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Encouraging The Ones You Love To Stay Active

Art Aiello |
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Art Aiello is a writer and editor based in Waukesha, WI.

It’s likely that many of us can easily recall a friend or loved one’s mother or father, who despite being in their 80s or 90s, travels regularly, volunteers and visits often with close friends. Such is not always the case, however. Age, physical infirmities and distance from friends, children or loved ones, for example, can cause some seniors to withdraw into their homes — and from the world.

With such isolation comes unique risks — both psychological and physical. More than 6 million Americans age 65 and older suffer from clinical depression, and this can lead to more than double the risk for heart disease and illness. Even worse, Americans between 80 and 84 are more than twice as likely to commit suicide as the average person. Furthermore, isolation and the loneliness it brings can increase the risk of dementia or cognitive decline and lead to elder abuse.

If you have an older friend or loved one at risk of being isolated, there are many things you can do to encourage them to remain active — and thus happier and healthier.

For instance, you can help them get out of the house by ensuring they have a reliable source of transportation. If they own a car, you can help them ensure it remains safe and in good repair. Age and physical infirmities might preclude some people from driving on their own; however, in which case you can help them find services that will transport them to and from places and events. Many nonprofit organizations offer transportation services — in the way of cars, vans or buses — for your loved ones that don’t drive, that will get them to shopping centers or special events. Many offer door-to-door service, as well, so that destinations are not limited. Some are fee-based services, so be sure to explore all available options.

If the people in your life who use the Motivo Tour walker, not only will they be able to more easily get around in stores, shopping centers and at events, but they will be able to easily take the Tour with them wherever they go. The Motivo Tour is designed to be lightweight — weighing only 20 lbs. — and it folds quickly and easily for storage in an automobile trunk or in a van, shuttle or bus.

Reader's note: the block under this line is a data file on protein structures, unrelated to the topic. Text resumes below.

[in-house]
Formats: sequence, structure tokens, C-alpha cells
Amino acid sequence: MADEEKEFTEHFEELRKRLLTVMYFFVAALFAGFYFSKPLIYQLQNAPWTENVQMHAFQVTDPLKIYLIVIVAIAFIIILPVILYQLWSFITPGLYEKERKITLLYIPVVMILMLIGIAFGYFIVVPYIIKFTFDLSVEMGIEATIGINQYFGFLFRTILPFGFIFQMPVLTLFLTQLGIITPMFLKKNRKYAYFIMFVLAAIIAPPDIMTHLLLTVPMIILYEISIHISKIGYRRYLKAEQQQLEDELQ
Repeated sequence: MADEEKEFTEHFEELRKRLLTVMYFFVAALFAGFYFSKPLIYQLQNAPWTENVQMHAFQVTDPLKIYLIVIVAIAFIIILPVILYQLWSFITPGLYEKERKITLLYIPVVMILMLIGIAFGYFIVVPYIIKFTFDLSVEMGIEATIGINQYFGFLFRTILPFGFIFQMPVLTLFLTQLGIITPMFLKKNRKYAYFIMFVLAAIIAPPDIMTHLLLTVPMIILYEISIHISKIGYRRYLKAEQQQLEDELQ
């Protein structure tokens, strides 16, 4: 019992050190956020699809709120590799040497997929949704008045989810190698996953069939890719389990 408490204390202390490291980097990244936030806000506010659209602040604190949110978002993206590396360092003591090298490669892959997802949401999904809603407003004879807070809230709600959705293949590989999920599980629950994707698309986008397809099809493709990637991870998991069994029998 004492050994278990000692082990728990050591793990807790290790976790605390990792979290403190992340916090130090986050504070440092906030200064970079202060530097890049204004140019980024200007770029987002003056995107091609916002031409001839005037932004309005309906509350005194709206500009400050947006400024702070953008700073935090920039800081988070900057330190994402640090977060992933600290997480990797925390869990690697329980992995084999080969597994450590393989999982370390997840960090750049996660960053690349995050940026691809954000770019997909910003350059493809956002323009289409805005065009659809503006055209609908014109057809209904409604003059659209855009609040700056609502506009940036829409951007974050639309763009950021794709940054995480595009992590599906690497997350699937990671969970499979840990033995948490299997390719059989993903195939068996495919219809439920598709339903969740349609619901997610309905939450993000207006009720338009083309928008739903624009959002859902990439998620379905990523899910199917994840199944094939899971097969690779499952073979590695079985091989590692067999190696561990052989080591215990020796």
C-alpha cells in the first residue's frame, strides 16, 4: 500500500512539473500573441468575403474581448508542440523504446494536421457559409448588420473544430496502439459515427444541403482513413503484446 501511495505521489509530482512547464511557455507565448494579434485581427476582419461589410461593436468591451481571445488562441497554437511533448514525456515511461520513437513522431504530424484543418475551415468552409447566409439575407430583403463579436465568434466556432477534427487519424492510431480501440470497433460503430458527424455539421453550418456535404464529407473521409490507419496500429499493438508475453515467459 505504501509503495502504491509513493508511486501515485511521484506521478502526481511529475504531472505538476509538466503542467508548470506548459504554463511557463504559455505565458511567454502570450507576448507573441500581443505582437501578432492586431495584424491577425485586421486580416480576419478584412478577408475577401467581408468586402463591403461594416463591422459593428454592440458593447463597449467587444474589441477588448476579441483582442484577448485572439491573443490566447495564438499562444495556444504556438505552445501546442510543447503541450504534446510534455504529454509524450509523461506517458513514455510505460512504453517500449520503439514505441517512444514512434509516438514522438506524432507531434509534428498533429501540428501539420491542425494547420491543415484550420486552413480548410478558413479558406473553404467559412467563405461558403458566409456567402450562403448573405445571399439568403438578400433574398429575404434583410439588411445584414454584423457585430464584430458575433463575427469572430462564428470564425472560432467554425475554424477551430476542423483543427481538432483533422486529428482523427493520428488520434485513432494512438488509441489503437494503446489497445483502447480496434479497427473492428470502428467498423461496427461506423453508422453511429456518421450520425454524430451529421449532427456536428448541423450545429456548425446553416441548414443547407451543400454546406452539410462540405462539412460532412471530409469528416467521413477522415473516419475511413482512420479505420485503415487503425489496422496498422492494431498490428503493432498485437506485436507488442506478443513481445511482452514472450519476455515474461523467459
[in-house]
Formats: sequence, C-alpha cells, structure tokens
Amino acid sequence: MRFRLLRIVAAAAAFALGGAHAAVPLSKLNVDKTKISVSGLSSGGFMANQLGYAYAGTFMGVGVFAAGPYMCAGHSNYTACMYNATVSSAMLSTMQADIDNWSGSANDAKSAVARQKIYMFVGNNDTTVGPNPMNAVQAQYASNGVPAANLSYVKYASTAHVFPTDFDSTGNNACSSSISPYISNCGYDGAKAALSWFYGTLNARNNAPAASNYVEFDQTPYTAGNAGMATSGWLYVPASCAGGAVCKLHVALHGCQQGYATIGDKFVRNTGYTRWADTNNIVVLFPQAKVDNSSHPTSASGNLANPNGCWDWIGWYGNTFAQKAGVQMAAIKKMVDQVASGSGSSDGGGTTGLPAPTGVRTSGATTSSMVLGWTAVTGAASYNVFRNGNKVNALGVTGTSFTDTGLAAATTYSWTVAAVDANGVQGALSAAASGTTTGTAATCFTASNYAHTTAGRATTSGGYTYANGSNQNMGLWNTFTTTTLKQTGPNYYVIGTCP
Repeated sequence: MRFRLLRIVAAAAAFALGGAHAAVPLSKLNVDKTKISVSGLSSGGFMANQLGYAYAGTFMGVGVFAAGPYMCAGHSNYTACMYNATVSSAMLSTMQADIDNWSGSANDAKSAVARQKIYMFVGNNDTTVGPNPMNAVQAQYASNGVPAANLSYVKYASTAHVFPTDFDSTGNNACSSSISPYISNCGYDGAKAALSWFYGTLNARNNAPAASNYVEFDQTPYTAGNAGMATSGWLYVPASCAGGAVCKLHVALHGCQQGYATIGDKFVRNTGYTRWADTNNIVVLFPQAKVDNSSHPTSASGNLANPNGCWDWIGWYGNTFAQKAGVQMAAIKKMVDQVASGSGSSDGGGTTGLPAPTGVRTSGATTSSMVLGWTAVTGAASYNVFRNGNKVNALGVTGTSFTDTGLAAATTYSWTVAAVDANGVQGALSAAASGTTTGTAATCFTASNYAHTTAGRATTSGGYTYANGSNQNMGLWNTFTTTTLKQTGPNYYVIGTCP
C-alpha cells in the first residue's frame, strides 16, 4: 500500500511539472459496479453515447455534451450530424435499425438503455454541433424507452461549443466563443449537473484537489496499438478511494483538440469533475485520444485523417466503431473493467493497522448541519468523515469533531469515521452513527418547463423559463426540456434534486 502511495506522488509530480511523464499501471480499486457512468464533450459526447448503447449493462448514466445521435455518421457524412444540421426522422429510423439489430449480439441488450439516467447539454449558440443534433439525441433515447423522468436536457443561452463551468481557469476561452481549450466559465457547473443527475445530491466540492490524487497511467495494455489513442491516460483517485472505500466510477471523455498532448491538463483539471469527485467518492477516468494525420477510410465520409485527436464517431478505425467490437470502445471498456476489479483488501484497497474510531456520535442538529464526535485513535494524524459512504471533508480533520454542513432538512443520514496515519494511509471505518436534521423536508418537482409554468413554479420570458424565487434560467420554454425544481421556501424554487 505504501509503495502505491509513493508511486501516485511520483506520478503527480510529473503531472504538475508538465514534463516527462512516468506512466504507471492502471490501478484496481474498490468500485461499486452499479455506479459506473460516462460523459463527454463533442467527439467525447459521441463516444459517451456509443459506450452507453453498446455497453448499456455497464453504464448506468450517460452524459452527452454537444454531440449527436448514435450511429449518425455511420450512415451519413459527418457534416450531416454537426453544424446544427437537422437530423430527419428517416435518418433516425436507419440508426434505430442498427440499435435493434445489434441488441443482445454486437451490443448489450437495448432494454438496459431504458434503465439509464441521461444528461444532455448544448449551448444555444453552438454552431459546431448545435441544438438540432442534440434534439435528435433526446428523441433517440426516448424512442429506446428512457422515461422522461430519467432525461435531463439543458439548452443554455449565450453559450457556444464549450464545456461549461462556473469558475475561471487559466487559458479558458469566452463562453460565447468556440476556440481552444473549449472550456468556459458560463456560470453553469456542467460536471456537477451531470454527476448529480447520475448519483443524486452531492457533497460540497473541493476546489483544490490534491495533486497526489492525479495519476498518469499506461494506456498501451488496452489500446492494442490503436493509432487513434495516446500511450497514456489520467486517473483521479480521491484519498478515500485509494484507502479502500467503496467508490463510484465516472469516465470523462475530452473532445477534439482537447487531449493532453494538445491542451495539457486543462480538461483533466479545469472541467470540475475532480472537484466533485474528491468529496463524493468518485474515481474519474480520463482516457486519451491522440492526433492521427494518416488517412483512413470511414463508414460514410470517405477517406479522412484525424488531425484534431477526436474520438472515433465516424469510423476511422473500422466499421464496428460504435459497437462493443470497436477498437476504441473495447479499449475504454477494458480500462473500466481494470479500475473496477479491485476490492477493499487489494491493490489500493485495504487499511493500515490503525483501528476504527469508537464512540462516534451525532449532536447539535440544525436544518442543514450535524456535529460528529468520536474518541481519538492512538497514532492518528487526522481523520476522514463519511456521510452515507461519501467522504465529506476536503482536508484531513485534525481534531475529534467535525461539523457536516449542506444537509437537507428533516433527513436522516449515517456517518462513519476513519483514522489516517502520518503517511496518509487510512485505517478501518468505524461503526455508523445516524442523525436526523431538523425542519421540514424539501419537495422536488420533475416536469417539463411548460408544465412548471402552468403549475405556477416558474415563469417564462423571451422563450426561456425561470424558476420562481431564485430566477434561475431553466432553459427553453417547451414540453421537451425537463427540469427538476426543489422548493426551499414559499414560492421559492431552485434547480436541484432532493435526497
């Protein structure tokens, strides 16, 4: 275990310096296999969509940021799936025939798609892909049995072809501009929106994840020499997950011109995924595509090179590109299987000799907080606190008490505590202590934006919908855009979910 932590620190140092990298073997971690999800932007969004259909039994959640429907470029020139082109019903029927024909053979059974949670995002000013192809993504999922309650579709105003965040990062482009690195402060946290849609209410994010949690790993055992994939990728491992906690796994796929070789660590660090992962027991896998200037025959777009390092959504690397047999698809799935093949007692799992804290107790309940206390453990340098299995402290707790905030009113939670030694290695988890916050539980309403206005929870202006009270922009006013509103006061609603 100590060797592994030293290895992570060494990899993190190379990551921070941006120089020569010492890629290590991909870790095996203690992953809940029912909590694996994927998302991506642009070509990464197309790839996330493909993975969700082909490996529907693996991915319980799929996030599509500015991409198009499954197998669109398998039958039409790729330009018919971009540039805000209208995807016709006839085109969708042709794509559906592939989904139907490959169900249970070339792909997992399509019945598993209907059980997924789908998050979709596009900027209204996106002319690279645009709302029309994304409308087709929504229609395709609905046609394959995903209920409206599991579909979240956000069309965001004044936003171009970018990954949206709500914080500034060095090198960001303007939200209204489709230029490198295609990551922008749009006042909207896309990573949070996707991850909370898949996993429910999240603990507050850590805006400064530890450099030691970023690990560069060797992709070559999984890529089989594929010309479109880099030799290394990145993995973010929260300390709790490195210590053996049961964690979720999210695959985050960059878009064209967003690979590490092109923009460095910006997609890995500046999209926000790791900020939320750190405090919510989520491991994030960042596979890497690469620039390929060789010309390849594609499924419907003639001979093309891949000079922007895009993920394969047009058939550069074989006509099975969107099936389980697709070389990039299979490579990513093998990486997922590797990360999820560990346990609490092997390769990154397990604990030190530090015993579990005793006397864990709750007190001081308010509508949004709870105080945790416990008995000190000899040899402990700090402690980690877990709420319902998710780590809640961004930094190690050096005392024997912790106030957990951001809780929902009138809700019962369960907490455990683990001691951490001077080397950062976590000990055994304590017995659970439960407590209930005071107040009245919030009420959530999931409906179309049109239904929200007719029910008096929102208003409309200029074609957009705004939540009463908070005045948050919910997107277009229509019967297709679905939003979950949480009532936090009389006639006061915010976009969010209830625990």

Many such transportation services are faith-based. That is one of several reasons why it’s also important to encourage the seniors in your life who are religious to continue to participate in their churches or worship centers. A 1997 study in the American Journal of Public Health indicated that seniors who regularly attended religious services had a lower rate of mortality than those who did not. Additionally, regular church or worship service attendance encourages social networking, and many religious organizations offer programs and volunteer opportunities that allow for interaction with others.

Speaking of which, providing the seniors close to you with volunteer opportunities is an excellent way to help them stay active. Seniors tend to benefit more than others from volunteer work, not only because it gets them up and moving and provides them with a social network from which they can make friends, but more importantly because it gives them a sense of purpose. For many seniors who might have spent much of their adult lives working a job or raising a family, the lack of goals for them to achieve on a given day can lead them to withdraw. Volunteering re-instills in them the drive they once had, and gives them a reason to be active.

Of course, one of the easiest ways to encourage the seniors you love to remain active is to stay involved in their lives. Volunteer with them, take them shopping or invite them over for a visit. Certainly they will benefit, but so will you.

Has a senior close to you found a great way to remain active? Tell us your stories on Facebook or Twitter.

REFERENCES

www.aplaceformom.com/blog/help-seniors-avoid-social-isolation-8-14-2014/

www.webmd.com/depression/guide/depression-elderly.

www.nationalservice.gov/serve-your-community/benefits-volunteering

link.springer.com/10.1007/s10935-012-0271-2

www.psychologytoday.com/blog/communication-success/201503/5-ways-motivate-and-encourage-seniors.

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